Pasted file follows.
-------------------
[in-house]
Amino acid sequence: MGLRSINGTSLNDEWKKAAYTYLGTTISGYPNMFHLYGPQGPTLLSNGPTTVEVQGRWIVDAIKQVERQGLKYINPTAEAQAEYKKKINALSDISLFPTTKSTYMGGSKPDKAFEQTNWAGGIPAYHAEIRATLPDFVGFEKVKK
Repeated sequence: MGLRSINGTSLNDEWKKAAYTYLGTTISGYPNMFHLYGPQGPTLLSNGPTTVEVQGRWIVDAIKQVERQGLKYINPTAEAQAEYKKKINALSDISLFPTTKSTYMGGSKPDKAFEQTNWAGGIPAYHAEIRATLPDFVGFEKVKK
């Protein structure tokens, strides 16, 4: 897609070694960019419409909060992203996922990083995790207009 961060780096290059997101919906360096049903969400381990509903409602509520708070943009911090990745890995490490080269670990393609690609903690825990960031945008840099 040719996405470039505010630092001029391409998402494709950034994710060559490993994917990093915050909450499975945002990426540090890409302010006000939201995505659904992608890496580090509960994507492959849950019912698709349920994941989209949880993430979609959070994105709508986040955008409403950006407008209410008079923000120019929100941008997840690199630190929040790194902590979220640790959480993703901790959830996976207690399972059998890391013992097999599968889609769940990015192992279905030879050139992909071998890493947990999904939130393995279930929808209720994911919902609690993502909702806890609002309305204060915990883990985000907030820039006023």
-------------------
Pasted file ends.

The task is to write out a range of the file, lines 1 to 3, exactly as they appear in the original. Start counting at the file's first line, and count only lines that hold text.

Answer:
[in-house]
Amino acid sequence: MGLRSINGTSLNDEWKKAAYTYLGTTISGYPNMFHLYGPQGPTLLSNGPTTVEVQGRWIVDAIKQVERQGLKYINPTAEAQAEYKKKINALSDISLFPTTKSTYMGGSKPDKAFEQTNWAGGIPAYHAEIRATLPDFVGFEKVKK
Repeated sequence: MGLRSINGTSLNDEWKKAAYTYLGTTISGYPNMFHLYGPQGPTLLSNGPTTVEVQGRWIVDAIKQVERQGLKYINPTAEAQAEYKKKINALSDISLFPTTKSTYMGGSKPDKAFEQTNWAGGIPAYHAEIRATLPDFVGFEKVKK